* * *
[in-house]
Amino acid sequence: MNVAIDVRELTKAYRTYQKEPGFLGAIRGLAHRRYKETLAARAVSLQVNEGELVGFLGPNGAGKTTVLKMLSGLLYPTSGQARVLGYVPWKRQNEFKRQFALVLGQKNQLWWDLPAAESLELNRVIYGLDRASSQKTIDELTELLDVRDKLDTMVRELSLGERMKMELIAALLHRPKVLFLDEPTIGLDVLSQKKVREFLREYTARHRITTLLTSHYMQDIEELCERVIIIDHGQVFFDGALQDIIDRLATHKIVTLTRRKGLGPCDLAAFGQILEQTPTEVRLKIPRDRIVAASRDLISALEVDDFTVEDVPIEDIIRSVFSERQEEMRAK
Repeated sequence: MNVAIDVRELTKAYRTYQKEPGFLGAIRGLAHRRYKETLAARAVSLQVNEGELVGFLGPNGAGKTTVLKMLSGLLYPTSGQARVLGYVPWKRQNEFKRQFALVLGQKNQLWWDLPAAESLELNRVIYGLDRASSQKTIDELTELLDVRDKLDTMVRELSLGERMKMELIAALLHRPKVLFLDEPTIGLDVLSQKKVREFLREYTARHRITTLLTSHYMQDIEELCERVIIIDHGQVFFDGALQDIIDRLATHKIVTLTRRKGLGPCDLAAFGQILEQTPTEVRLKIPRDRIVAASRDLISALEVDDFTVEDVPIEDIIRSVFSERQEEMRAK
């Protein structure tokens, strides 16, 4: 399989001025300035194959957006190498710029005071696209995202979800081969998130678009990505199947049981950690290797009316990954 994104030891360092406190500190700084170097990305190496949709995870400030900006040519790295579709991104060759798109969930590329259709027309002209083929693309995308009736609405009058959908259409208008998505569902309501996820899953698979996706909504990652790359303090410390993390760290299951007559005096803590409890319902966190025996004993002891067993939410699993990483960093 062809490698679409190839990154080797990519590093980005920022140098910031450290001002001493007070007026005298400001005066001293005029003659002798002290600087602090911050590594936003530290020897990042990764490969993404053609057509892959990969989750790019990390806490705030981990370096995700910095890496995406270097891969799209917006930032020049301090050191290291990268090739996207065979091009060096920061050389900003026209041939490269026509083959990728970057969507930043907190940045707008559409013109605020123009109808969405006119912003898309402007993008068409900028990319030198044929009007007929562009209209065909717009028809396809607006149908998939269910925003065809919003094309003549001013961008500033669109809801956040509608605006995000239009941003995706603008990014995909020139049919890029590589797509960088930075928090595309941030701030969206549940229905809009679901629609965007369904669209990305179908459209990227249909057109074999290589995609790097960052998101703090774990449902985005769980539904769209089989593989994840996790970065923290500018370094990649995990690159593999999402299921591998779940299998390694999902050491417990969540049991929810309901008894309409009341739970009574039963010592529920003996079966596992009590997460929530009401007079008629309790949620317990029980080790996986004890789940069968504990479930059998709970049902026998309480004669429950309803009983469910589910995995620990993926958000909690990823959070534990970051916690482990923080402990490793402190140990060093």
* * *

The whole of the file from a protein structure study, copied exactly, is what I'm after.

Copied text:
[in-house]
Amino acid sequence: MNVAIDVRELTKAYRTYQKEPGFLGAIRGLAHRRYKETLAARAVSLQVNEGELVGFLGPNGAGKTTVLKMLSGLLYPTSGQARVLGYVPWKRQNEFKRQFALVLGQKNQLWWDLPAAESLELNRVIYGLDRASSQKTIDELTELLDVRDKLDTMVRELSLGERMKMELIAALLHRPKVLFLDEPTIGLDVLSQKKVREFLREYTARHRITTLLTSHYMQDIEELCERVIIIDHGQVFFDGALQDIIDRLATHKIVTLTRRKGLGPCDLAAFGQILEQTPTEVRLKIPRDRIVAASRDLISALEVDDFTVEDVPIEDIIRSVFSERQEEMRAK
Repeated sequence: MNVAIDVRELTKAYRTYQKEPGFLGAIRGLAHRRYKETLAARAVSLQVNEGELVGFLGPNGAGKTTVLKMLSGLLYPTSGQARVLGYVPWKRQNEFKRQFALVLGQKNQLWWDLPAAESLELNRVIYGLDRASSQKTIDELTELLDVRDKLDTMVRELSLGERMKMELIAALLHRPKVLFLDEPTIGLDVLSQKKVREFLREYTARHRITTLLTSHYMQDIEELCERVIIIDHGQVFFDGALQDIIDRLATHKIVTLTRRKGLGPCDLAAFGQILEQTPTEVRLKIPRDRIVAASRDLISALEVDDFTVEDVPIEDIIRSVFSERQEEMRAK
């Protein structure tokens, strides 16, 4: 399989001025300035194959957006190498710029005071696209995202979800081969998130678009990505199947049981950690290797009316990954 994104030891360092406190500190700084170097990305190496949709995870400030900006040519790295579709991104060759798109969930590329259709027309002209083929693309995308009736609405009058959908259409208008998505569902309501996820899953698979996706909504990652790359303090410390993390760290299951007559005096803590409890319902966190025996004993002891067993939410699993990483960093 062809490698679409190839990154080797990519590093980005920022140098910031450290001002001493007070007026005298400001005066001293005029003659002798002290600087602090911050590594936003530290020897990042990764490969993404053609057509892959990969989750790019990390806490705030981990370096995700910095890496995406270097891969799209917006930032020049301090050191290291990268090739996207065979091009060096920061050389900003026209041939490269026509083959990728970057969507930043907190940045707008559409013109605020123009109808969405006119912003898309402007993008068409900028990319030198044929009007007929562009209209065909717009028809396809607006149908998939269910925003065809919003094309003549001013961008500033669109809801956040509608605006995000239009941003995706603008990014995909020139049919890029590589797509960088930075928090595309941030701030969206549940229905809009679901629609965007369904669209990305179908459209990227249909057109074999290589995609790097960052998101703090774990449902985005769980539904769209089989593989994840996790970065923290500018370094990649995990690159593999999402299921591998779940299998390694999902050491417990969540049991929810309901008894309409009341739970009574039963010592529920003996079966596992009590997460929530009401007079008629309790949620317990029980080790996986004890789940069968504990479930059998709970049902026998309480004669429950309803009983469910589910995995620990993926958000909690990823959070534990970051916690482990923080402990490793402190140990060093």